- Have a clear, shared plan. Identify everything that needs to be done, assign the appropriate people to perform the given tasks, make sure they have all of the tools and resources they need and set a clear, realistic deadline by when the given tasks are to be achieved. Everyone involved should come together at key project milestones to review progress, revisit the plan and make sure that everything is still on track. If not, the plan can and should be altered to bring everything back in line.
- Leave people to get on with it. Never, ever micro-manage BUT make sure you check in from time to time to make sure that everything is OK. Use open questions when you check in. ‘Is everything OK?’ will usually get a yes, ‘How are you doing?’ or ‘What problems are you having?’ will usually lead to a useful discussion about the issues.
- Acknowledge achievement and celebrate success. Completing a project, winning a piece of business, hitting targets, finding the perfect person to fill a vacancy and other , perhaps everyday, business milestones are worthy of note. Take the time to thank everyone involved for a job well done and mark the occasion somehow – even making the coffee or bringing in a box of cakes can make the team feel that you appreciate them.
Managing people and getting things done can be tricky, especially if you’re new to it or have never been managed well yourself. It can be hepful to get a third-party view so why not try one of our free coaching sessions? Just click on the link below and we’ll be in touch.
Newly promoted and it’s all a bit weird? Here’s some help
The first time I got promoted I was clueless; I had a team of four and no management training whatsoever. My predecessor was widely held to have been a good manager so I decided that I would do exactly what she used to do.
One of her quirks was that at about 5pm she would go round the team, ask what they were working on and tell them they could go as soon as they had finished whatever it was they were doing. So at about 5 on my first day as supervisor I went over to the management accountant, asked what she was working on and told her she could go when she was ready. She looked at me with pure contempt, said very sarcastically, ‘Thanks Jackie, I will do’ and turned her back to me. A cold wind blew through the office, our relationship was never quite the same again and I was totally baffled as to what I had done wrong. The fact is that when you’re starting out in management people do often treat you differently and it’s very easy to make mistakes. If you’re interested in finding out what to do, read on.
Think about it from your colleagues’ point of view. It’s a big change for you; but it’s also a big change for everyone else. And while it’s a positive change for you (recognition, advancement, more money and so on) it may not be quite so good for everyone else. Nobody is sure how it will pan out so there are lots of unanswered questions. What sort of boss will you be? Will you change towards them? How will your relationship change (because it will, inevitably)? What will it mean for them? As well as the uncertainty, everyone will be experiencing different emotions. Some people will feel a sense of loss: one of the gang has moved on and that’s sad. Some people will be pleased for you and want to help in any way they can; others will be envious and do their best to undermine you. In addition to the individual responses the team as a whole may well be mourning the loss of a good boss and will take time to adjust to the idea of someone else being in charge (that was one of my problems in the example above).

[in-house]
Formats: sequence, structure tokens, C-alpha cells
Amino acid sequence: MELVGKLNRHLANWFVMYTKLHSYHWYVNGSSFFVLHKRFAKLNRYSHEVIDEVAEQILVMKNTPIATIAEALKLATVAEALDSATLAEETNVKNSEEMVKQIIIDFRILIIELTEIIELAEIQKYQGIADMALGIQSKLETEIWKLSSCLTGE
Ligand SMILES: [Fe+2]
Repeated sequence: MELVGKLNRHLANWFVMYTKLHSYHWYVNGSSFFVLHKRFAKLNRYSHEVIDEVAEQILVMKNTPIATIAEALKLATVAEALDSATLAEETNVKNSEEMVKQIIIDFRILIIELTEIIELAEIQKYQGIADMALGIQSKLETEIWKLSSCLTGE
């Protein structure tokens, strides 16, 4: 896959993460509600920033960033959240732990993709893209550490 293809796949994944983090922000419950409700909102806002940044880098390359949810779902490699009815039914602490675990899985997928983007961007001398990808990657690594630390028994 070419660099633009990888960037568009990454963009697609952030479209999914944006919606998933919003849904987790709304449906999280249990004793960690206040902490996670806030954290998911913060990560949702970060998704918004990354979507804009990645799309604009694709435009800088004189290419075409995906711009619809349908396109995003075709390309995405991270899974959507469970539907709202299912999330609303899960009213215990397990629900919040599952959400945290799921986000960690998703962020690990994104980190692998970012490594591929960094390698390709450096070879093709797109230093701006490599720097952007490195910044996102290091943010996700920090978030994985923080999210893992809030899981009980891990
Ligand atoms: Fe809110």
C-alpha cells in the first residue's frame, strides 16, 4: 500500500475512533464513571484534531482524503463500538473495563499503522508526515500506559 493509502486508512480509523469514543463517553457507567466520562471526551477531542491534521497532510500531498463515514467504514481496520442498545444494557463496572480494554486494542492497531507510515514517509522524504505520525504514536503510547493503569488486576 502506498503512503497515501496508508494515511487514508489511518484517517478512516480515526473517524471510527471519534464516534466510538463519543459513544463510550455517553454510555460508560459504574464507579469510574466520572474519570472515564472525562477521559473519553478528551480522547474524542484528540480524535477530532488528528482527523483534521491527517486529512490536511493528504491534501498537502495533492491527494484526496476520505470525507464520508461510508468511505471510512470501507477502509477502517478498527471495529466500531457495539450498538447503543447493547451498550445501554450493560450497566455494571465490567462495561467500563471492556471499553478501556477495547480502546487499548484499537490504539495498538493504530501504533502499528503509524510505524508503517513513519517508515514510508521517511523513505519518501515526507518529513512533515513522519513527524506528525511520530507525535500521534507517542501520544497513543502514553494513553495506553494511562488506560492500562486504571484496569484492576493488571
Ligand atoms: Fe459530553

As for you, start by looking at yourself. How has your behaviour changed towards your friends and colleagues? Maybe you’re being a bit distant and ‘off’, perhaps they think you’re throwing your weight around a bit too much. (I once asked everyone out for a drink to celebrate my payrise, a well-intentioned gesture but I cringe when I think how I must have come across). If your behaviour is unhelpful ask yourself why you’re acting like that and what you can do about it. Catch yourself if you’re not behaving in any way that helps the team to adjust to the new situation. Above all, don’t try too hard or, worse, try to be someone else (another of my mistakes): you have to develop your own leadership style.
At the heart of it all, as always, is communication – be clear about what you want from the team, and what your expectations are. And don’t be afraid to ask for help. A more experienced manager should be able to mentor you and provide some good advice and support; the team will also be able to help you through those difficult first few weeks if you let them. However this may well be a time whn you find it useful to work with someone outside your company. Why not start with a free coaching session us?